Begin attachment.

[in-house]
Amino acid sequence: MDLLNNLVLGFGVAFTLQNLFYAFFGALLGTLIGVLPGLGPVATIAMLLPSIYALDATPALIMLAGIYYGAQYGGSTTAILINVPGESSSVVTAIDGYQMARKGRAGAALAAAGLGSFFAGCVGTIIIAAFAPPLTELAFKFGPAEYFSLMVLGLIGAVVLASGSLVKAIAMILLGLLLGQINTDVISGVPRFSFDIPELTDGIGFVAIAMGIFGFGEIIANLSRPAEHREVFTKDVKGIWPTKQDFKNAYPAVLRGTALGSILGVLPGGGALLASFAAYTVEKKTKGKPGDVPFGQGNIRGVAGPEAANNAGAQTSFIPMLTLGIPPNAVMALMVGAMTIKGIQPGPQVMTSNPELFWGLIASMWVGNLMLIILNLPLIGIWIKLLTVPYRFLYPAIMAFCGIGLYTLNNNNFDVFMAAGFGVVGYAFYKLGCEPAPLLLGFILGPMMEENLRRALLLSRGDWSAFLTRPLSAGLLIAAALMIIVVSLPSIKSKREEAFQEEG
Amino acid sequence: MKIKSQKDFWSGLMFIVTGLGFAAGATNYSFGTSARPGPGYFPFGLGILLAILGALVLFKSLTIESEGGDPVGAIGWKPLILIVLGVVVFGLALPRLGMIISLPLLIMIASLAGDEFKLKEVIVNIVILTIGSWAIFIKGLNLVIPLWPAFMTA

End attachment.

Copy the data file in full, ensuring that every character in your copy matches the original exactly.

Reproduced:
[in-house]
Amino acid sequence: MDLLNNLVLGFGVAFTLQNLFYAFFGALLGTLIGVLPGLGPVATIAMLLPSIYALDATPALIMLAGIYYGAQYGGSTTAILINVPGESSSVVTAIDGYQMARKGRAGAALAAAGLGSFFAGCVGTIIIAAFAPPLTELAFKFGPAEYFSLMVLGLIGAVVLASGSLVKAIAMILLGLLLGQINTDVISGVPRFSFDIPELTDGIGFVAIAMGIFGFGEIIANLSRPAEHREVFTKDVKGIWPTKQDFKNAYPAVLRGTALGSILGVLPGGGALLASFAAYTVEKKTKGKPGDVPFGQGNIRGVAGPEAANNAGAQTSFIPMLTLGIPPNAVMALMVGAMTIKGIQPGPQVMTSNPELFWGLIASMWVGNLMLIILNLPLIGIWIKLLTVPYRFLYPAIMAFCGIGLYTLNNNNFDVFMAAGFGVVGYAFYKLGCEPAPLLLGFILGPMMEENLRRALLLSRGDWSAFLTRPLSAGLLIAAALMIIVVSLPSIKSKREEAFQEEG
Amino acid sequence: MKIKSQKDFWSGLMFIVTGLGFAAGATNYSFGTSARPGPGYFPFGLGILLAILGALVLFKSLTIESEGGDPVGAIGWKPLILIVLGVVVFGLALPRLGMIISLPLLIMIASLAGDEFKLKEVIVNIVILTIGSWAIFIKGLNLVIPLWPAFMTA